Disclaimer: This article was updated on Dec. 23, 2021, to provide new and more timely information.
What are those critical mistakes that new lab owners make when staffing their lab?
The clinical laboratory industry is a tough business. If you’ve ever started a lab for the first time, you’ve made mistakes, lots of them.
If you had to go back and do it over again, you would do a million things differently. It’s incredibly complex on every level. Technical, legal, compliance, billing, you name it, very little comes intuitively. Everywhere you look there’s a fifty-cent word that you don’t know how to pronounce. Once you think you understand something and make a decision, it turns out there were ten more questions you should have asked and now there’s a whole new minefield of decisions to navigate.
The same is true when it comes to staffing. While I can’t provide a solution for every staffing dilemma you will encounter; I want to highlight five critical mistakes that I see new lab owners make on a regular basis.
#1 – Looking for Everything in One Person
Typically, the first full-time hire a lab makes is the Lab Manager. This is an important hire and you absolutely need this person. However, you need to first understand what that person does and does not do. It’s not uncommon for new owners to expect that this person will essentially run their company. Legal questions, operations questions, billing questions, this person should know the answers to everything. Why not, they’ve been working in a lab most their life, they should know this stuff.
Ironically, I made a similar mistake myself recently. As the owner of three different businesses, collectively there were enough transactions and contracts flying back and forth that I felt justified in bringing on In-House Counsel. Even though I had a smorgasbord of issues to be addressed, I figured I could just find one Attorney to address them all. They’re an Attorney for pete sake! They are well educated, extremely intelligent, I’m paying them well, and they’ve got years of legal experience, why shouldn’t they be able to address all of these issues. The truth is, no matter how smart or good you are, no one is an expert at everything. One person can only do so much.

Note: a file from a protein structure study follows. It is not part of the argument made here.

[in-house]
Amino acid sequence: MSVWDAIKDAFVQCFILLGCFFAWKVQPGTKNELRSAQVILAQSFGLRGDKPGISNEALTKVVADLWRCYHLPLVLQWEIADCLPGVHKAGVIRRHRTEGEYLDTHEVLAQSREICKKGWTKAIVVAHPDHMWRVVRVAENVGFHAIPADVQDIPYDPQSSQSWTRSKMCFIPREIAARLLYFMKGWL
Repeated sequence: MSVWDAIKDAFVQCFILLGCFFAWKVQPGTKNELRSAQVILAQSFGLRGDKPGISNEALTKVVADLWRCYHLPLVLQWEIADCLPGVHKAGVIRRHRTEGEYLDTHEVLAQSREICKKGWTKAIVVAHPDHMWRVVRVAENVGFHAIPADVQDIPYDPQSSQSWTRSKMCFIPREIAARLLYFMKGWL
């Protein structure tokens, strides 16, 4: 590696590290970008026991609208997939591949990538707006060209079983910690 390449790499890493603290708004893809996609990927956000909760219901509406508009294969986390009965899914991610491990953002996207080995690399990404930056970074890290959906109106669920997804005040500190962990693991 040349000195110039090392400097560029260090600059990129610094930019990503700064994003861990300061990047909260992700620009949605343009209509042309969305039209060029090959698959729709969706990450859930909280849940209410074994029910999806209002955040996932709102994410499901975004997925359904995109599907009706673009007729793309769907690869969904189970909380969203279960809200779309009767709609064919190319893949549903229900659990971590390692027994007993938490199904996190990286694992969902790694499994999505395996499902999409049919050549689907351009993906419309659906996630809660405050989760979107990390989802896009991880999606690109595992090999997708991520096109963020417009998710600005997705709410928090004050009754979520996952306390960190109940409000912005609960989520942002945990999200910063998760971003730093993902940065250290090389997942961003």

Your Lab Manager is there to run the technical operations of your laboratory. And just because they have years of technical experience in one department of the lab, that doesn’t mean they’re capable of running every test under the sun. If your lab is going to have multiple specialties, you will likely need multiple specialists. Further, their primary role is to make sure the day to day testing in your laboratory is done compliantly, all logs are being properly maintained and overseeing the all other technical personnel. Ideally, you want someone with strong technical experience in your specialty and previous supervisory experience in an established lab. You also need to be ready to hire additional personnel quickly as this person’s plate will fill up quickly, even with a small amount of test volume.
In the same vein, don’t hire a Sales Rep and expect them to run your sales division. Don’t hire an Admin Assistant and expect them to run your operations. And for the love of God, don’t hire a medical biller and expect them to run your billing. More on this later.
#2 – Hiring at the Bottom of the Pay Scale